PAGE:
Let me now turn over the call to Joan and where Joan can provide some financial and investment highlights for the quarter. And then Marshall Grossack, our Chief Actuary is also here with us and he will comment a little bit on our Crop book of business which seems to be on everyone’s mind and then update lastly on our PMLs. Joan.
Thanks, Scott and good morning everyone. As Scott mentioned results for the second quarter were strong with net income of $96 million or $2.59 per diluted share. For the first half of the year, net income was $315 million or $8.41 per share which is up three-folds from the first half of 2011 where we experienced about $200 million in global catastrophe losses.
We recorded operating income of $87 million or $2.35 per diluted share for the second quarter of 2012. That’s almost double to $44 million we reported in the second quarter of 2011. For the first half of the year, we generated operating income of $178.8 million or $4.78 per diluted share which compares to the $2.8 million of operating income in the first half of 2012.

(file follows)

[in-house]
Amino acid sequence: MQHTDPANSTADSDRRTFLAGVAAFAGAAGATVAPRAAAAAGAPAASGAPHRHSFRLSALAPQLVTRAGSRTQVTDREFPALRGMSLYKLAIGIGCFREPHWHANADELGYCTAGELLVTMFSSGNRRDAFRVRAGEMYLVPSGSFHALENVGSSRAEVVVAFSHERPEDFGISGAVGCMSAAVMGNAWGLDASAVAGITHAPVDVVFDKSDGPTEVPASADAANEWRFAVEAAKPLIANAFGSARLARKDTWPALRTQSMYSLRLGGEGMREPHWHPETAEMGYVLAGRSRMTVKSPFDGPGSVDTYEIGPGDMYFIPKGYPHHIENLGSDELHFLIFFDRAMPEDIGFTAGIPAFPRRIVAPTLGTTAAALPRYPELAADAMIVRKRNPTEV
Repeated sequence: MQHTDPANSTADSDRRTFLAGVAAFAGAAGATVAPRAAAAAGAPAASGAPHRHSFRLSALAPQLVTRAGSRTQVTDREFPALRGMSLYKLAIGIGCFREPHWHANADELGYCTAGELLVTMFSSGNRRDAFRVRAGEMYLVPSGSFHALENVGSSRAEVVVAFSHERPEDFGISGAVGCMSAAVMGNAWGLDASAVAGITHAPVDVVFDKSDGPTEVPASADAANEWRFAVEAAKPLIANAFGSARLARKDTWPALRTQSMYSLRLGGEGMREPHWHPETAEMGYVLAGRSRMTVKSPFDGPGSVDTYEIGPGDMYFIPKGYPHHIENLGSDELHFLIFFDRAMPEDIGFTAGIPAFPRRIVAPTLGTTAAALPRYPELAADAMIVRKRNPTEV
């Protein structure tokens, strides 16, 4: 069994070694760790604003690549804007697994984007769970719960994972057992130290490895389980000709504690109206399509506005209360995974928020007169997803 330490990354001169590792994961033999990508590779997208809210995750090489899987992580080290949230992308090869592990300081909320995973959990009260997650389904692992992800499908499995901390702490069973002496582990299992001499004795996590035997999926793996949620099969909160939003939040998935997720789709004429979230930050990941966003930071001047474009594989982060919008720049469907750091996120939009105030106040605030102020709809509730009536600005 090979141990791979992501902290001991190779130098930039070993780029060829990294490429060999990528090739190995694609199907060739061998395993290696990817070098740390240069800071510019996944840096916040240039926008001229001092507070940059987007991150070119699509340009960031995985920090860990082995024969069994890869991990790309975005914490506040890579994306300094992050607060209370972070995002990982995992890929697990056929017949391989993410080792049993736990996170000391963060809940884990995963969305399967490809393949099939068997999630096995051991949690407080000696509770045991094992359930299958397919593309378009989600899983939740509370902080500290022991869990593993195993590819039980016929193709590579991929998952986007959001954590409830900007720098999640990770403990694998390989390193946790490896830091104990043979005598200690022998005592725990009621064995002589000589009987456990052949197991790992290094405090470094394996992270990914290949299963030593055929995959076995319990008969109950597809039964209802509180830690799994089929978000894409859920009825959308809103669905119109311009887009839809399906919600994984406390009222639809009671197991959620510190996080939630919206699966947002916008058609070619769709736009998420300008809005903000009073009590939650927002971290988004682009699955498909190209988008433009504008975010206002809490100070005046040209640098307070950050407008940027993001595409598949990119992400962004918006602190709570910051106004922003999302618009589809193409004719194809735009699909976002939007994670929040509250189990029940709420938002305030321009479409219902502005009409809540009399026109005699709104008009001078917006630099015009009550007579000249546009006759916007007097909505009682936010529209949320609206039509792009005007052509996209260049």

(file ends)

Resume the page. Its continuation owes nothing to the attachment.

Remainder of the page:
We had $63.8 million of underwriting income in the quarter and $123 million for the first half of the year. Our combined ratio for the second quarter was 85.1% and that compares to 97.4% for the same period last year.
Our expense ratio for the second quarter improved to 29.2% that’s reduction of 1.8 points when compared to the prior period. This reduction benefited from the uptick in our premiums during the quarter. For the first half of the year, our combined ratio was 85.2% compared to 109.6% for the same period last year.
Our expense ratio was also down on a year-to-date basis to 29.2% from 31.3% in the first half of last year and again this decrease is helped by the increase in our premiums this year.
Our reported loss ratio was 55.9% for the second quarter benefiting from cost to [reserve] development was $41.9 million the bulk of which is driven by reduction in our casualty reserves for the 2006 and 2007 last year. Absent to reserve releases our accident year loss ratio would be $65.7% and 65.8% for the quarter and through June. I would now like to turn the call over now to Marshall to comment on our crop business and PMLs.